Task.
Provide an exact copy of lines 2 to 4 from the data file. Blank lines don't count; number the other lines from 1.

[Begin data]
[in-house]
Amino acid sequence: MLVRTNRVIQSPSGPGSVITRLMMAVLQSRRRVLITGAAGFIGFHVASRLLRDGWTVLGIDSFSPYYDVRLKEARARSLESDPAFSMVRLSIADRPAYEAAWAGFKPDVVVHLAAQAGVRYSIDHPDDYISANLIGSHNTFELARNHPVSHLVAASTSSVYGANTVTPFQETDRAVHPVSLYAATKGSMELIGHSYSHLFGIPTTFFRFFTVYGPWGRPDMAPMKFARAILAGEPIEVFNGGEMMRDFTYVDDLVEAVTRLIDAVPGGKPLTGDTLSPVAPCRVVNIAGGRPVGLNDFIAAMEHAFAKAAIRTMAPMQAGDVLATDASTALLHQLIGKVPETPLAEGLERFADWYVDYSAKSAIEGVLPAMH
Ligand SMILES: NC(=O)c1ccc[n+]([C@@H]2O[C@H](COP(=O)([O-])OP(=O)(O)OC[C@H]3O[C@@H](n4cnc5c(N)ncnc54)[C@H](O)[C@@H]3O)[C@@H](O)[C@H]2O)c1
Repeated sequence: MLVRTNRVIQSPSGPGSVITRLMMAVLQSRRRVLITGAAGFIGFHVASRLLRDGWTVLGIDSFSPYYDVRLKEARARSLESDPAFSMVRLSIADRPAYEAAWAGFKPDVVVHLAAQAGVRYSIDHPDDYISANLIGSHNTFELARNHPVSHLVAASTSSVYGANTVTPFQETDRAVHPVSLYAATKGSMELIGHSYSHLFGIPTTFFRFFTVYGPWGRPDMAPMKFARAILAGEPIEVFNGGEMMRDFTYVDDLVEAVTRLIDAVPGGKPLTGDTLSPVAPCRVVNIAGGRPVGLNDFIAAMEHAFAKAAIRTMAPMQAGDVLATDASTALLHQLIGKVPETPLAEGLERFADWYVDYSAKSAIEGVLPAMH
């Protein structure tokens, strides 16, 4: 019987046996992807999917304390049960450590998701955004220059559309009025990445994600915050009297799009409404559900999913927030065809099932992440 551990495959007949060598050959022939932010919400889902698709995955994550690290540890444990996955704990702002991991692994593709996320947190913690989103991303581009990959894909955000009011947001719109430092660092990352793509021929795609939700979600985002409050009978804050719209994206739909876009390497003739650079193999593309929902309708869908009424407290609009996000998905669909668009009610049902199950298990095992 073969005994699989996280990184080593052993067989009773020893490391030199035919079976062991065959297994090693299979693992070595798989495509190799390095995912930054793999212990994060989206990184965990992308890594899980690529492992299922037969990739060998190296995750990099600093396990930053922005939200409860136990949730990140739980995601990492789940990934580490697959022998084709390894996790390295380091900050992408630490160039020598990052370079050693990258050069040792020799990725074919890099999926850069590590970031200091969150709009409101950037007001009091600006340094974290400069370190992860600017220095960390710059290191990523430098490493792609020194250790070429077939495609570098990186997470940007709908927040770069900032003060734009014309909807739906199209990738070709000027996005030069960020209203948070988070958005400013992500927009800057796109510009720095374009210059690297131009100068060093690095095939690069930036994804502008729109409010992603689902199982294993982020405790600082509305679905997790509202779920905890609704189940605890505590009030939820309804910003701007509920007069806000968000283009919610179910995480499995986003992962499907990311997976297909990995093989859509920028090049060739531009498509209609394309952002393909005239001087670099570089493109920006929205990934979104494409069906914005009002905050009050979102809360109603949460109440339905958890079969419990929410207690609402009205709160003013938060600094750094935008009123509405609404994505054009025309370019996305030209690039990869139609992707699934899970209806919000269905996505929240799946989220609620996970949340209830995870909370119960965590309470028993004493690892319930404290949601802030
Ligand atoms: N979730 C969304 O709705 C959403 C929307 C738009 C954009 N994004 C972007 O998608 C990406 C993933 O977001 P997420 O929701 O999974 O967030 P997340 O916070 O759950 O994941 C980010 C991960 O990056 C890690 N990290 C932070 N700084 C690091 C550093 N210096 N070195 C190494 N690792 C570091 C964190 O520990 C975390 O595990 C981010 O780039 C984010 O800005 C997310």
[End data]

Amino acid sequence: MLVRTNRVIQSPSGPGSVITRLMMAVLQSRRRVLITGAAGFIGFHVASRLLRDGWTVLGIDSFSPYYDVRLKEARARSLESDPAFSMVRLSIADRPAYEAAWAGFKPDVVVHLAAQAGVRYSIDHPDDYISANLIGSHNTFELARNHPVSHLVAASTSSVYGANTVTPFQETDRAVHPVSLYAATKGSMELIGHSYSHLFGIPTTFFRFFTVYGPWGRPDMAPMKFARAILAGEPIEVFNGGEMMRDFTYVDDLVEAVTRLIDAVPGGKPLTGDTLSPVAPCRVVNIAGGRPVGLNDFIAAMEHAFAKAAIRTMAPMQAGDVLATDASTALLHQLIGKVPETPLAEGLERFADWYVDYSAKSAIEGVLPAMH
Ligand SMILES: NC(=O)c1ccc[n+]([C@@H]2O[C@H](COP(=O)([O-])OP(=O)(O)OC[C@H]3O[C@@H](n4cnc5c(N)ncnc54)[C@H](O)[C@@H]3O)[C@@H](O)[C@H]2O)c1
Repeated sequence: MLVRTNRVIQSPSGPGSVITRLMMAVLQSRRRVLITGAAGFIGFHVASRLLRDGWTVLGIDSFSPYYDVRLKEARARSLESDPAFSMVRLSIADRPAYEAAWAGFKPDVVVHLAAQAGVRYSIDHPDDYISANLIGSHNTFELARNHPVSHLVAASTSSVYGANTVTPFQETDRAVHPVSLYAATKGSMELIGHSYSHLFGIPTTFFRFFTVYGPWGRPDMAPMKFARAILAGEPIEVFNGGEMMRDFTYVDDLVEAVTRLIDAVPGGKPLTGDTLSPVAPCRVVNIAGGRPVGLNDFIAAMEHAFAKAAIRTMAPMQAGDVLATDASTALLHQLIGKVPETPLAEGLERFADWYVDYSAKSAIEGVLPAMH